Global wellness economy soars 12.8% to $4.2 trillion, according to GWI data

The global wellness economy is booming, growing 12.8% in the past two years to reach a market value of $4.2 trillion, according to the Global Wellness Institute’s (GWI) 2018 Global Wellness Economy Monitor Report. 

The wellness industry grew 6.4% annually from 2015–2017, which is nearly twice as fast as the global economic growth during this time (3.6%), the report found, and the top revenue growth leaders from this time period (per annum) were: spa industry (9.8%), wellness tourism (6.5%), and wellness real estate (6.4%). 

With wellness expenditures at $4.2 trillion, the sector is now more than half as large as the total global health expenditures ($7.3 trillion) and has put the wellness industry on the map as a big player, representing 5.3% of all global economic output. 

The 10 sectors that make up the global wellness ecosystem are:

“All 10 wellness sectors are dynamic and interconnected, intrinsically linked to the wellness economy as a whole. In the face of longer lifespans, rising chronic disease, stress, and unhappiness, we are re-examining our lives and refocusing our attention on what makes us well – particularly the places and manner in which we live, work, and travel,” the report states. 

“The wellness economy mirrors those shifting priorities, alongside a growing recognition of the critical impact of external environments on our health and wellbeing.”

Why the focus is on wellness real estate 

Wellness real estate, in particular, is a fast-growing segment, with more than 740 wellness lifestyle real estate and community developments built, partially built or in development across 34 countries as of November 2017, the report found. 

This includes master-planned communities, multi-family housing, urban districts and missed-use projects, resort- and spa-based real estate.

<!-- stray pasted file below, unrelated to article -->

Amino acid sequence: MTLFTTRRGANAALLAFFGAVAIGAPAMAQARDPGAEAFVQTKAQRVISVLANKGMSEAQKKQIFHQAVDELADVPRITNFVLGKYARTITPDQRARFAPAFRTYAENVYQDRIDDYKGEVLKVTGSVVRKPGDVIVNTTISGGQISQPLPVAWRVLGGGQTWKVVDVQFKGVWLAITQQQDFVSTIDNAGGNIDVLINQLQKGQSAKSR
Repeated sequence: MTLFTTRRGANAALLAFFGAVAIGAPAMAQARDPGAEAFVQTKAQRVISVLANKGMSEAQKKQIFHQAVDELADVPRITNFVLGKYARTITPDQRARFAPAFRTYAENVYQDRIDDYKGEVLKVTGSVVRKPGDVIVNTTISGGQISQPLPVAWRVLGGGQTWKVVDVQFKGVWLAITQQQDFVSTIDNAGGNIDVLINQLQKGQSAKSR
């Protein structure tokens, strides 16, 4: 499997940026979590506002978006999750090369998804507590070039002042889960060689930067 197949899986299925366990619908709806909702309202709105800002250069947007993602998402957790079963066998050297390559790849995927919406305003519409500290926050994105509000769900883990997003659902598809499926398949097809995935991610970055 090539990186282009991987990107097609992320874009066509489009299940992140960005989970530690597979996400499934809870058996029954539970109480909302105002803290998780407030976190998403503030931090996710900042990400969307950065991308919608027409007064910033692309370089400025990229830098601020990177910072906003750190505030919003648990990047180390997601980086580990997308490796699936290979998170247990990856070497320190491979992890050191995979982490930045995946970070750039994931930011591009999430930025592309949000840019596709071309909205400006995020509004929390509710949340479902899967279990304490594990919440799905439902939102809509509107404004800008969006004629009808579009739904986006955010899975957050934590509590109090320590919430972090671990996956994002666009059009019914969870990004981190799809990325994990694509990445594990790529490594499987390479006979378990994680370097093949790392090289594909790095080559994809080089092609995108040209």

Wellness real estate GWI 

Why workplace wellness matters

Less than 10% of the global workforce benefits from workplace wellness initiatives, only those who work for the world wealthiest economies or work for large multinationals, the report found. 

In North America, 54% of employed workers in this region had access to workplace wellness programmes and services last year, while only 5% did in South America. In Europe, a quarter (25%) of employees enjoyed these benefits, while only 8% in the Middle East–North Africa region did, 5% Asia-Pacific and 1% in sub-Saharan Africa. 

Employer expenditures on workplace wellness programmes and services by region in 2017:

Employer expenditure GWI 

The importance of wellness tourism

At $639 billion, wellness tourism is now a significant and fast-growing segment of global tourism, expanding from $563.2bn in 2015. Travellers made 830 million wellness trips in 2017, which is 139 million more than two years ago (2015), the data found.

“While some expenditures are made on wellness-focused activities (such as visiting a hot spring, getting a massage, or taking a meditation or fitness class), others are “generic” travel expenditures (such as transportation, food and lodging, shopping, etc.),” the report says. 

“As more consumers incorporate wellness into their lifestyles, there are many opportunities for all businesses to infuse wellness into their offerings and capture spending by wellness travellers.” 

Wellness tourism

The GWI defines wellness as the active pursuit of activities, choices and lifestyles that lead to a state of holistic health. This report was released today at the 12thannual Global Wellness Summit, which is being held at Technogym Village in Cesena, Italy. 

 You can download the full report here